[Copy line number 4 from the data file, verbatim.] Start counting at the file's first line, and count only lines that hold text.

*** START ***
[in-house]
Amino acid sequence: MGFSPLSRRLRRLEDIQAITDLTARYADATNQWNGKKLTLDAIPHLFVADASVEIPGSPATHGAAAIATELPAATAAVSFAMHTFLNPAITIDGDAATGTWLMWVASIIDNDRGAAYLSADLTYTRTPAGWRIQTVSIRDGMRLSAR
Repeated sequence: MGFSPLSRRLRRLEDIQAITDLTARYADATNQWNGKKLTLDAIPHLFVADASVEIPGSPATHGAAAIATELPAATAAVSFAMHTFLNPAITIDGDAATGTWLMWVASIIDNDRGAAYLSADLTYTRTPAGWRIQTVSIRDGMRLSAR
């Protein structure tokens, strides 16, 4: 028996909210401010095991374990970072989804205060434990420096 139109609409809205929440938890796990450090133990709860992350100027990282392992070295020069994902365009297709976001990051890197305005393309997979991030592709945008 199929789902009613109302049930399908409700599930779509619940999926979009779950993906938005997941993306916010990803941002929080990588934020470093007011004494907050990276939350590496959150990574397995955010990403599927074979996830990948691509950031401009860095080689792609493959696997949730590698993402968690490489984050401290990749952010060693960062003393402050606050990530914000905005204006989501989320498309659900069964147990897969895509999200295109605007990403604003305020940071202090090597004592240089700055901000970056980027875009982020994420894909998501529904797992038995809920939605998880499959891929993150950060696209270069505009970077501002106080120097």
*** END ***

């Protein structure tokens, strides 16, 4: 028996909210401010095991374990970072989804205060434990420096 139109609409809205929440938890796990450090133990709860992350100027990282392992070295020069994902365009297709976001990051890197305005393309997979991030592709945008 199929789902009613109302049930399908409700599930779509619940999926979009779950993906938005997941993306916010990803941002929080990588934020470093007011004494907050990276939350590496959150990574397995955010990403599927074979996830990948691509950031401009860095080689792609493959696997949730590698993402968690490489984050401290990749952010060693960062003393402050606050990530914000905005204006989501989320498309659900069964147990897969895509999200295109605007990403604003305020940071202090090597004592240089700055901000970056980027875009982020994420894909998501529904797992038995809920939605998880499959891929993150950060696209270069505009970077501002106080120097």